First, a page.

TAMPA — The crowd is enthusiastic, but kind of puny. The team is ascending, but not quite there yet. The expectations are modest, and ain’t that a shame.
Eight years into a post-Billy Donovan world, the best thing you can say about the University of Florida men’s basketball program is that it knows it should be better.
Oh, the Gators were certainly good enough Wednesday night. Playing a one-off game at Amalie Arena, Florida blew Ohio off the court in a 82-48 victory in front of an announced crowd of 5,023 that looked much smaller.
It might have been UF’s best performance in the month-old Todd Golden era, and it provides a whiff of confidence with the Southeastern Conference schedule kicking in later this month. Kowacie Reeves scored 20, the Gators shot 51.9 percent and outrebounded Ohio by 13.
That’s all good stuff.
But it’s also a reminder of who the Gators used to be, and potentially how far they still need to go.
“It’s kind of been a little bit of what’s made this preseason challenging for us as a staff to really figure out who we are,” Golden said. “In terms of building our program and where we are, beating a team like this by 34 is not easy to do. So that means a lot. But our next step as a program, as a team, will be finishing the job against a (top) opponent.”
You might recall the final game Mike White coached at Florida was in this same building last March. UF’s hopes for an NCAA tournament bid evaporated on a last-second shot in overtime by Texas A&M in the second round of the SEC tournament.
Days later, White packed all his shortcomings in a duffel bag and headed to Georgia, where a 20-14 season might not feel like such a crushing disappointment.
And Florida went back to recasting a Donovan sequel.
That’s why Golden is here. He’s intriguing, he’s fresh, he’s vibrant. At 37, he’s the youngest coach in a conference that includes 68-year-old Rick Barnes (Tennessee), 62-year-old Bruce Pearl (Auburn), 63-year-old John Calipari (Kentucky) and 63-year-old Kermit Davis (Mississippi).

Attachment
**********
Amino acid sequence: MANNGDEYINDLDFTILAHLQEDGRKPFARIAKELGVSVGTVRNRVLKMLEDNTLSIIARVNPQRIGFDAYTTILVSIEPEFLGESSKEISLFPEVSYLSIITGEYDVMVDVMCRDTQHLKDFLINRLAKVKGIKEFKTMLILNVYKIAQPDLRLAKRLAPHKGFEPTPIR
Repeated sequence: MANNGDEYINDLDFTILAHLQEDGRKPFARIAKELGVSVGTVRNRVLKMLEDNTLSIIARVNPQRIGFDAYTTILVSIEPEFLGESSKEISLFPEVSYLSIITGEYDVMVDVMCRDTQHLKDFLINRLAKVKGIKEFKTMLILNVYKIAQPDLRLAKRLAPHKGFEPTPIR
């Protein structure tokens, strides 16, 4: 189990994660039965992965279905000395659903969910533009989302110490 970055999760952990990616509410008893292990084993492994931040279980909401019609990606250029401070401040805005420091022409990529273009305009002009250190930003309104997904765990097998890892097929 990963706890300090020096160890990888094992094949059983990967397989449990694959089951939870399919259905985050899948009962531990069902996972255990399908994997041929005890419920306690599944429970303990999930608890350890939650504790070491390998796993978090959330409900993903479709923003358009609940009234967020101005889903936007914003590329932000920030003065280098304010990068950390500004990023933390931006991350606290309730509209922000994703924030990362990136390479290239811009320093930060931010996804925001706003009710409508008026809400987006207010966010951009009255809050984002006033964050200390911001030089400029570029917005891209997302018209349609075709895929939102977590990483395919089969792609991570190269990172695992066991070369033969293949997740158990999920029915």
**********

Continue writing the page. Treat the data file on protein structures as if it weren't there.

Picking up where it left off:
His pedigree might seem a little light (three years as a head coach with one NCAA appearance at the University of San Francisco), but his reputation in coaching circles is stellar. He’s charismatic and embraces this new age of analytics in college basketball.
Best yet, he isn’t afraid of the Donovan comparisons. Or the standards that come along with them.
Golden called Donovan shortly after he was hired at UF and promised to bug the Chicago Bulls coach on a routine basis as he searches for a path back to Florida’s glory days.
So can Florida rediscover relevance this year?
That’s hard to say. In their three toughest matchups so far (Connecticut, West Virginia and Xavier), they have lost by an average of 19 points. They also had an inexcusable meltdown against Florida Atlantic.
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And the SEC currently has a half-dozen teams in the Top 25, which means a .500 record in league play would probably be an accomplishment worth celebrating.
But Golden convinced Colin Castleton to stick around for his senior season, and he brought in an impressive class of transfers including Kyle Lofton, Will Richard and Alex Fudge.
“I’m glad we played UConn and West Virginia, and good teams so when we get to conference play that’s nothing new,” said Lofton, who had 15 points and seven assists. “We’re already going to be accustomed to playing those type of teams, and I think we’re only going to get better from there.”
The standard is high. Deliciously high.
Florida won six SEC titles, reached the Final Four four times and won two national championships during the Donovan reign. They have yet to reach the Elite Eight since then, and their last appearance in the Sweet Sixteen was in 2017.
White won almost 62 percent of his games at Florida but had a hard time dealing with the idea that a 20-win regular season wasn’t enough.
That doesn’t seem to be a problem with Golden. He’s not just accepting the idea of competing at an elite level, he’s embracing it.
The Gators aren’t there yet, but their willingness to aim high is the first step of the journey.
“It’s all part of the season,” Golden said earlier this week. “Our guys have done a good job of working hard with that level of belief and that level of staying true to what we’re doing. And we have gotten better in different areas. I think we can get to where we want to be a little faster than some other teams, because we’ve (already) faced that kind of adversity earlier in the year.”
John Romano can be reached at firstname.lastname@example.org. Follow @romano_tbtimes.
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